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Underwear?

Old 02-23-09, 02:22 PM
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Originally Posted by MadMabel
If you don't wear skivvies under your shorts how do you keep the shorts clean enough to wear again?
It's called "washing."

Yes, you should wash the shorts every night; otherwise bacteria will start to cause problems. Typically, you take at least 2 pair on a tour; one dries while you wear the other.

You also want to change out of the shorts and jump in the shower as soon as possible at the end of your riding day, again to reduce exposure to bacteria; using underwear underneath the shorts will likely discourage you from this. Bike shorts are neither bulky nor heavy, i.e. hardly a massive burden that will break the bank or slow you down.

Long story short: bike shorts are purposely designed to be worn without underwear. Underwear interferes with the function of the chamois. I.e. if you opt to wear bike shorts, you do not need, and should not use, underwear underneath 'em.
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Old 02-23-09, 03:22 PM
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Originally Posted by Bacciagalupe
You also want to change out of the shorts and jump in the shower as soon as possible at the end of your riding day, again to reduce exposure to bacteria;
What do you do if you don't have a shower because you're rough camping + there's no convenient water? I guess just wash the shorts, but surely you're always going to have a problem with bacteria if YOU can't wash, no matter how much you clean the shorts
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Old 02-23-09, 04:44 PM
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Originally Posted by MadMabel
If you don't wear skivvies under your shorts how do you keep the shorts clean enough to wear again? Wash then every night? If so will they be dry by morning? In southern Utah they will dry in time but in the cool and damp northern Cascades or hot and humid deep south maybe not. Carry a lot of pairs? $$$ and extra weight.
Yes, wash them every night. I usually take my shorts into the shower with me (if I have a shower available). You don't need to necessarily do the world's best job of washing, but make sure you thoroughly rinse them out (in as clean a water as you can find--it doesn't do a lot of good to rinse them in polluted water). Wring them out well. Roll them in your microfiber towel a few times and wring out the towel between rollings. That will get them quite a bit dry immediately.

In dry climates, they should be dry by morning. In damp climates, maybe not. That's why you should always have a second pair. Two pair should be enough most of the time.
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Old 02-23-09, 08:06 PM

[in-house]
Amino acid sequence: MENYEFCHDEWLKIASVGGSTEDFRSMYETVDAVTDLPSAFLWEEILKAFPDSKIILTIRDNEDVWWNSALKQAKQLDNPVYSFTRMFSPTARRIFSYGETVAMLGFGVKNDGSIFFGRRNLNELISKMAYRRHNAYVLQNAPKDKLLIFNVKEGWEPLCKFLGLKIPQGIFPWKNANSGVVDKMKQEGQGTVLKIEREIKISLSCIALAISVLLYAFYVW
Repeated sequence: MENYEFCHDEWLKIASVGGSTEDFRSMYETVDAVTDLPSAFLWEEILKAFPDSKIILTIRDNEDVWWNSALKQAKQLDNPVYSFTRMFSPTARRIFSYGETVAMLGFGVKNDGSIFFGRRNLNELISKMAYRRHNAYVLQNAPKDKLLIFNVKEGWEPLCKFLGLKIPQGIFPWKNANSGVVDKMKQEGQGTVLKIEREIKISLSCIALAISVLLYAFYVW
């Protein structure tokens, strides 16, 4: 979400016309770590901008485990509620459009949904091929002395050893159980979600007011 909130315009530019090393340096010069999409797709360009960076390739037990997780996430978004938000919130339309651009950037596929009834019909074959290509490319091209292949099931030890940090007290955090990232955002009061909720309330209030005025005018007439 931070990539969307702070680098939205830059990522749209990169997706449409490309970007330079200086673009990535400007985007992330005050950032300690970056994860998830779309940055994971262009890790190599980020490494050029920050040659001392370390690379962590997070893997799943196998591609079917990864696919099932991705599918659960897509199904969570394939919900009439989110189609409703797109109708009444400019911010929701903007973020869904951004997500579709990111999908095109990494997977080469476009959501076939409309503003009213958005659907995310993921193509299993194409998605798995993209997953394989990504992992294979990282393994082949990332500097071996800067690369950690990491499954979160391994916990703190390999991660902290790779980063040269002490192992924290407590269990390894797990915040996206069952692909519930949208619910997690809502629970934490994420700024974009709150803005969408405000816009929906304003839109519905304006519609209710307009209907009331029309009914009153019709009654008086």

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Last summer I did my first major tour in Quebec. I had a few 140 mile days. That pretty much sitting on the bike from morning to night. I took three pairs of bicycle shorts. One mountain bike shorts with liner & pad and two spandex. One of the spandex was thick and did not breath well and took a long time to dry after I washed it. The pad was soaked and it was not a comfortable feeling. On my next trip I will add another pair spandex and change twice daily if needed. I think I sae a pair of Lois Garneau at the bicycle shop a few years ago that looked like it had more breathable fabric in that region.
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Old 02-23-09, 08:19 PM
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It's not cheap, but I really like Tilley underwear and socks. You can easily wash them and they dry in no time. I also a big fan of their hat, I always carry one.

https://www.tilley.com/thumbnail.asp?...ategoryId&id=3

Last edited by orange-toei; 02-24-09 at 05:54 PM.
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Old 02-23-09, 08:27 PM
  #31  
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I wear lycra, but touring, I second the motion for LIGHTLY padded undershorts like Andiamos. They dry very quickly, they're cool and comfortable. I wear light pants-shorts-knickers over, high on synthetic content. That way, I can arrive, strip the undershorts and wash them, and put the top layer pants or shorts on and I'm good to go.

Three tips: the right saddle, broken in (I'm a Brooks guy), scrupulous cleanliness, and a proper pair of shorts. One of the advantages of the two layer system is familiar to any old school hikers who wear two pairs of socks. Nearly all the rubbing happens between layers of fabric, and not between fabric and your nether regions.
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Old 02-23-09, 09:18 PM
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Originally Posted by orange-toei
It's not cheap, but I really like Tilley underwear and socks. You can easily wash them and they dry in no time. I also a big fan of there hat, I always carry one.

https://www.tilley.com/thumbnail.asp?...ategoryId&id=3